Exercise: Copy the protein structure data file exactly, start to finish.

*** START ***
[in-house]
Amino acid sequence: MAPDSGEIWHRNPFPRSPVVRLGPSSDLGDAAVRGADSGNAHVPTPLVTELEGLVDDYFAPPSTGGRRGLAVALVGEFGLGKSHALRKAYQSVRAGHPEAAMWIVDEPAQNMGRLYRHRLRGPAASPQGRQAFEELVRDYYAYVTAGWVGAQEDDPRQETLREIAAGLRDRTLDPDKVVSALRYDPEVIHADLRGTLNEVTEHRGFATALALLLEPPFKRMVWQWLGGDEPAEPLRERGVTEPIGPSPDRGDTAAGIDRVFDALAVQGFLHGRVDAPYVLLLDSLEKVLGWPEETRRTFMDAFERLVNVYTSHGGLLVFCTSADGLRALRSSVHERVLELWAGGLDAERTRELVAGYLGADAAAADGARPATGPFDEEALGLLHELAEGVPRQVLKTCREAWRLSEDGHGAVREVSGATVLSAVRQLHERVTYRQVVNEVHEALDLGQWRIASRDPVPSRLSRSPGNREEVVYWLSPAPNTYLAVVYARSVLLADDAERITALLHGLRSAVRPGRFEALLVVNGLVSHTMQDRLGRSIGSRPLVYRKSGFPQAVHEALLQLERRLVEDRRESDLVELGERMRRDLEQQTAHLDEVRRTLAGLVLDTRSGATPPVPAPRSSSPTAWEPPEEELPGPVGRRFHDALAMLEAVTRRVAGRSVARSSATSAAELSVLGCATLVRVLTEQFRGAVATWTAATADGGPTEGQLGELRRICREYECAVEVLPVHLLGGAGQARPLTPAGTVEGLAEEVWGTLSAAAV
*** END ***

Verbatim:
[in-house]
Amino acid sequence: MAPDSGEIWHRNPFPRSPVVRLGPSSDLGDAAVRGADSGNAHVPTPLVTELEGLVDDYFAPPSTGGRRGLAVALVGEFGLGKSHALRKAYQSVRAGHPEAAMWIVDEPAQNMGRLYRHRLRGPAASPQGRQAFEELVRDYYAYVTAGWVGAQEDDPRQETLREIAAGLRDRTLDPDKVVSALRYDPEVIHADLRGTLNEVTEHRGFATALALLLEPPFKRMVWQWLGGDEPAEPLRERGVTEPIGPSPDRGDTAAGIDRVFDALAVQGFLHGRVDAPYVLLLDSLEKVLGWPEETRRTFMDAFERLVNVYTSHGGLLVFCTSADGLRALRSSVHERVLELWAGGLDAERTRELVAGYLGADAAAADGARPATGPFDEEALGLLHELAEGVPRQVLKTCREAWRLSEDGHGAVREVSGATVLSAVRQLHERVTYRQVVNEVHEALDLGQWRIASRDPVPSRLSRSPGNREEVVYWLSPAPNTYLAVVYARSVLLADDAERITALLHGLRSAVRPGRFEALLVVNGLVSHTMQDRLGRSIGSRPLVYRKSGFPQAVHEALLQLERRLVEDRRESDLVELGERMRRDLEQQTAHLDEVRRTLAGLVLDTRSGATPPVPAPRSSSPTAWEPPEEELPGPVGRRFHDALAMLEAVTRRVAGRSVARSSATSAAELSVLGCATLVRVLTEQFRGAVATWTAATADGGPTEGQLGELRRICREYECAVEVLPVHLLGGAGQARPLTPAGTVEGLAEEVWGTLSAAAV